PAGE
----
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Planned Parenthood controversy also exposes Komen’s corporate problem

Komen has acted questionably before on issues that affect women’s health — including their breast health.

Pink Ribbon Car Magnets

It looks like Susan G. Komen for the Cure’s defunding of Planned Parenthood’s breast cancer services may have finally yanked the curtain aside and revealed what’s really been going on behind the scenes of that powerful and well-funded breast cancer organization.

As many women’s health advocates have been pointing out for years, Komen has acted questionably before on issues that affect women’s health — including their breast health.

And many of those actions seem to be driven not by the needs of women, but by the needs of Komen’s corporate sponsors.

Last fall, for example, Amy Silverstein (“Sick Girl”) reported in Mother Jones about Komen’s tendency to downplay or even deny science that suggests a link between breast cancer and bisphenol A (BPA), a chemical used in plastics and other products.

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In fact, as Silverstein pointed out, Komen has a history of downplaying all findings linking environmental toxins to breast cancer.

Could Komen’s stance on this issue, Silverstein asked, be because the organization receives funding from such companies as Coca-Cola, General Mill, 3M and Georgia Pacific (a subsidiary of the Koch Industries), which use those chemicals in their products?

Then there’s the phenomenon of pinkwashing, which Komen unabashedly created and encourages. Pinkwashing is the term used to describe when corporations claim to care about breast cancer by promoting “pink” products or a “pink ribbon” campaign (especially each October during “Breast Cancer Awareness Month”) while continuing to sell products that are linked to the disease. (One notorious example from a few Octobers ago was a company that promoted “Pinky” vodka to women. Alcohol consumption is generally considered a risk factor for breast cancer.)

Komen has even engaged in some pinkwashing itself. For several years, Komen — with the help of TPR Holdings, a New York-based company that makes many colognes and cosmetics and which donates $1 million a year to the charity — has marketed its own perfume, “Promise Me.” It turns out, however, that the perfume contains several toxic chemicals (not listed on the label), including ones suspected of being carcinogenic. (Confronted with these findings, Komen said last fall that it is reformulating the perfume.)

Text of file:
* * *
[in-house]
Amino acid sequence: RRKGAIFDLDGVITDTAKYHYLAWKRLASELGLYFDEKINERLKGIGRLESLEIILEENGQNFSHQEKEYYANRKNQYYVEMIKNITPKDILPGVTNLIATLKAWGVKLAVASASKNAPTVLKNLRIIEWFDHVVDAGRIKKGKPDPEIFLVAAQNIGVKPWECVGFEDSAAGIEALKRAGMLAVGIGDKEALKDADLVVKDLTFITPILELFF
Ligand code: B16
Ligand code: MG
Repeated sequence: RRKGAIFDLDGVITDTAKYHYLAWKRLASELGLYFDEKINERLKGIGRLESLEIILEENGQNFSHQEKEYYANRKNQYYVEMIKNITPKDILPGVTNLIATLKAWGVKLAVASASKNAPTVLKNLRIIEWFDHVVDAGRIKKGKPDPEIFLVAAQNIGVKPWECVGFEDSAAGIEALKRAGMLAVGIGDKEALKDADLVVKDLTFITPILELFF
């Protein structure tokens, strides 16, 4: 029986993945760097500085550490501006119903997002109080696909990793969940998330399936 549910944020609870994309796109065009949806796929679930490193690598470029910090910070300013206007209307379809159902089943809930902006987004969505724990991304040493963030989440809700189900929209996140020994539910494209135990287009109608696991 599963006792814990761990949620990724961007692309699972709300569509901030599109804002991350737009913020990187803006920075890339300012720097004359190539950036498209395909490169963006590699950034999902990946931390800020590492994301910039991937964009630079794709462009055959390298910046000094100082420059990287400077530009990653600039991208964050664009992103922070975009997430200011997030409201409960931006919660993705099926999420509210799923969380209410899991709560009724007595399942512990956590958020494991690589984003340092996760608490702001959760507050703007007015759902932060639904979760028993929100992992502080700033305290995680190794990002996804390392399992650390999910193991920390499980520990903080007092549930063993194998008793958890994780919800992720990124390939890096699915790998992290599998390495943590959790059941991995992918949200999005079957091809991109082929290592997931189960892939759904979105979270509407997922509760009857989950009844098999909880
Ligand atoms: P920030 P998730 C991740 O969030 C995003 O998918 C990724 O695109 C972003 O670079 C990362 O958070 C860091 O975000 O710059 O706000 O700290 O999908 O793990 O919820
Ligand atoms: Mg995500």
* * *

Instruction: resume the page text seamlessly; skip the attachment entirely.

But “Promise Me” has another problem. Like so many of the other pinkwashing products hawked by companies, not much of the perfume’s purchase price actually goes to breast cancer research. According to the math done by one group of anti-pinkwashing activists, 3 percent of the perfume’s $59 price tag ends up being spent on breast cancer research. That’s $1.51 per bottle.

No wonder many breast cancer activists and survivors see red whenever they see pink.

Nor do Komen’s corporate-tie problems show any sign of waning. Here’s the latest example, which was pointed out by Linda Hirshman in an article posted on the Atlantic magazine’s website Wednesday:

“In a ghastly coincidence, the same day Komen pulled the money from Planned Parenthood because [Florida Republican Congressman Cliff] Stearns thought they were spending federal funds on abortions, the Journal of the America Medical Association published a damning study that almost half of women receiving second surgeries after lumpectomies didn’t need the procedure,” Hirshman writes. “Painful, disfiguring, unnecessary surgery. At least three of the four sites studied in the JAMA report — the University of Vermont, Kaiser Permanente Colorado, and the Marshfield Clinic — has a relationship with the Komen Foundation. Kaiser Permanente is a ‘corporate campaign partner,’ the University of Vermont received a research grant, the Central Wisconsin Komen affiliate sponsors programs at the Marshfield Clinic.”

“Maybe,” adds Hirshman, “Komen should concentrate their granting criteria on whether the recipients are actually helping cancer patients.”

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Komen is, I think, in much more serious trouble than its founder and CEO, Nancy Brinker, is admitting. Because once the curtain is pulled aside, we never see the person behind it the same anymore.